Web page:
I love the feeling of “bringing to life” some of the scenes from my favorite shows. But most importantly, I appreciate sites that have been preserved through time and kept the history intact.

The untouched walls of the medieval Doune Castle

The Doune Castle had some real medieval feel to it, despite it being transformed many times as a movie set. The castle rooms are almost entirely empty, but they’re brought to life by the audioguide. We found that it was once owned by Robert Stewart, the Duke of Albany (1340-1420) — a man so influential he was called the “uncrowned king of Scotland.”


We thoroughly enjoyed scrambling through the two tall towers and taking photos of the great hall that connects them. It was not hard to imagine how people lived during those times, seeing the grandeur fireplace, gigantic chimneys, tiny guest rooms, medieval toilets, and a 360 panoramic view from the top.


It was a nice side trip, about 2hrs away from Edinburgh. And since the castle wasn’t so big, we only spent 2hrs max (with some photos + souvenir shopping!). Best experience in our roadtrip in Scotland!


NEXT STOP: DUNKELD


We arrived at Dunkeld past 1 pm, which again was a short 2hr trip from Doune. Note: there were roadworks and a bit of traffic so it might even be a shorter ride.


We stayed at Dunkeld House Hotel, a very posh 4-star hotel beside the River Tay. It was tucked away in a beautiful private estate ground, after passing through the quaint little town of Dunkeld in Perthshire.


The facade of the hotel looked like an upscale countryside home, with beautiful surroundings and statues of deer that represent the highland wilderness.

Posh riverside hotel in Dunkeld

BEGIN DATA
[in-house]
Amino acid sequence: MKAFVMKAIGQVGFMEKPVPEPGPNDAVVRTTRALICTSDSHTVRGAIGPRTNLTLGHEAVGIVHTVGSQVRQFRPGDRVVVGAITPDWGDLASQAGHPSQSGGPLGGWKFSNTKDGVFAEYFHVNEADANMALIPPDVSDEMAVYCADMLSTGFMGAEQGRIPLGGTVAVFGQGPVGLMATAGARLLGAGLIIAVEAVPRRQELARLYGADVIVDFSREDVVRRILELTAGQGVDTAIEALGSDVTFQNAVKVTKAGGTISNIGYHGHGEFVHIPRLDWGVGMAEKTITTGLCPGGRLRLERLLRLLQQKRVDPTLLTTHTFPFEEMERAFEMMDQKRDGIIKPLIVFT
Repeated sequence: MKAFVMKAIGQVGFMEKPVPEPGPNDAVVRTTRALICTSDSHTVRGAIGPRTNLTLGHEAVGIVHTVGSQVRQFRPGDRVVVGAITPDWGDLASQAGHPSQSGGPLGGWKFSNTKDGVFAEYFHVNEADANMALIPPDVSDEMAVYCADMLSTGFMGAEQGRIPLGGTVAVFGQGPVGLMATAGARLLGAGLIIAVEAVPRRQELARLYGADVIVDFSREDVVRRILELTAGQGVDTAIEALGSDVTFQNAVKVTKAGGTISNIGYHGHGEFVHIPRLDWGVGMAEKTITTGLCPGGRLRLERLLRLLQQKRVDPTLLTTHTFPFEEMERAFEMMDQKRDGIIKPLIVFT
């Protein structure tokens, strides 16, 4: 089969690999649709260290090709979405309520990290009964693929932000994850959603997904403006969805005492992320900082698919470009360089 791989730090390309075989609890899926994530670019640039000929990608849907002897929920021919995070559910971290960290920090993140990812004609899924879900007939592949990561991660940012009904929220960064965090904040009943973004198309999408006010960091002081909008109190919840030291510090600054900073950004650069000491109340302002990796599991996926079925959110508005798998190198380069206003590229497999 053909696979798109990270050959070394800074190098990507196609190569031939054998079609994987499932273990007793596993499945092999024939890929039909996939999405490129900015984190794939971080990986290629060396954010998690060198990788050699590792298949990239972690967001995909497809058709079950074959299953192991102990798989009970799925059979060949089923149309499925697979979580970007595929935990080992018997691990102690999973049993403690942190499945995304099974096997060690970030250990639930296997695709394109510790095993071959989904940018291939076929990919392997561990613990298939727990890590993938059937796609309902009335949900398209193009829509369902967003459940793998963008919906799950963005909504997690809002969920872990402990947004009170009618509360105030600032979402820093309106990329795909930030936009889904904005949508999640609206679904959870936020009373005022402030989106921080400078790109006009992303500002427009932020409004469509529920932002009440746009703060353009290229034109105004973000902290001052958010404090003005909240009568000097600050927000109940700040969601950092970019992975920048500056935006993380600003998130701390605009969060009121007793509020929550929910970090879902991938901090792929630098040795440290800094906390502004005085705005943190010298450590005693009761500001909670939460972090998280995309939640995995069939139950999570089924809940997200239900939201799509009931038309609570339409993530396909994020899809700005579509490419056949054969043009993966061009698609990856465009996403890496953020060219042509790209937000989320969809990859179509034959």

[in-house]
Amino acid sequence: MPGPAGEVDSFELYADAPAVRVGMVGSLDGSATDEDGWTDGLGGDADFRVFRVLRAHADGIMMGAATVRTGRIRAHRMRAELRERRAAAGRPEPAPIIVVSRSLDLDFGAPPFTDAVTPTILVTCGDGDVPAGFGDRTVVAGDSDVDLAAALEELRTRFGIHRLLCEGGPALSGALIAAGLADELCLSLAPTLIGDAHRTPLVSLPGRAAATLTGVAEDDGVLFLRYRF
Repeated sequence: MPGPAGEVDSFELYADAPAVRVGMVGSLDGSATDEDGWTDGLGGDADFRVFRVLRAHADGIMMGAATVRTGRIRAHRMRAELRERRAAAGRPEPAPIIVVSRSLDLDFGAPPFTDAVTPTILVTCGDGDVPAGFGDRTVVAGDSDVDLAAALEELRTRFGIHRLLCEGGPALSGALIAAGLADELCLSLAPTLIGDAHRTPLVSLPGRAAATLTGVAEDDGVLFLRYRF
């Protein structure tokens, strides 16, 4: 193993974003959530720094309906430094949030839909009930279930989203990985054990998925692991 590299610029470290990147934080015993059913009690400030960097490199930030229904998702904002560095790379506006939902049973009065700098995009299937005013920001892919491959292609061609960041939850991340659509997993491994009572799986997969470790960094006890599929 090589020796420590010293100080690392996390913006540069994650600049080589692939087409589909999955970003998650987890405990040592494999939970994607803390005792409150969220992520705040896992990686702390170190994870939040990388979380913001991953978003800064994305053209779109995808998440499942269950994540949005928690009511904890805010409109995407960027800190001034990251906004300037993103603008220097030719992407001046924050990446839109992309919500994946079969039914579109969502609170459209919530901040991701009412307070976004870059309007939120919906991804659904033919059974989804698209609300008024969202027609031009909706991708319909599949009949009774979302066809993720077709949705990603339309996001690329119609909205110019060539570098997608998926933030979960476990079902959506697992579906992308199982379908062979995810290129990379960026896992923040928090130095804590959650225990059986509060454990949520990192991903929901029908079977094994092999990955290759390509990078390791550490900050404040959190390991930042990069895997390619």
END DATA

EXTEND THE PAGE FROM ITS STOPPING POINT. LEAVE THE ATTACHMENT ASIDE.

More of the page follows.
Me enjoying a scenic & nature walk in Dunkeld


NEXT STOP: PITLOCHRY


No roadtrip in Scotland will be complete without visiting one of the whiskey distilleries. There are many scattered around the country, but one of them is in Pitlochry. This place is a bit unknown to tourists but favored by a lot of locals.


Pitlochry is situated in the heart of the stunning scenery of Highland Perthshire. With a backdrop of surrounding hills, beautiful woodlands, and famous distilleries, there’s unbelievably a lot to explore.

Pitstop at a famous distillery in Pitlochry, Blair Athol


For our last stop, we decided to go to Killicrankie, an infamous Scottish town where a battle during the Jacobite rebellion was held.


A popular spot located in the middle of the woods is the Soldier’s Leap, where a Redcoat soldier was said to leap 18ft across the raging River Garry, fleeing the Jacobites. It was a fun, scenic walk, and pretty interesting if you’re a history buff like me.

Stunning view of the Killicrankie bridge


HEADING BACK TO EDINBURGH!


Our schedule was tight as we were flying back to Amsterdam that evening. We’ve been on the road for 3 days, and with our little roadtrip, we managed to explore most of Central Scotland.


From Killicrankie, it took us about 3hrs to arrive at Edinburgh airport. In total, we drove for about 10-12hrs and saw 5 towns in Central Scotland!


Would you go on a roadtrip to Scotland?


It was truly a short trip, but nonetheless worth it. Scotland amazed me so much that I will definitely come back. You may ask, is it worth it to rent a car in Scotland? The answer is YES! It’s relatively inexpensive to rent a car, plus it’s a great way to explore the highlands.


One word of caution: the Brits drive their car on the right side, which means you’ll have to drive on the left side of the road. This, of course, is quite confusing if you’re used to driving on the right side.


Enjoyed this story? Let me know in the comments below!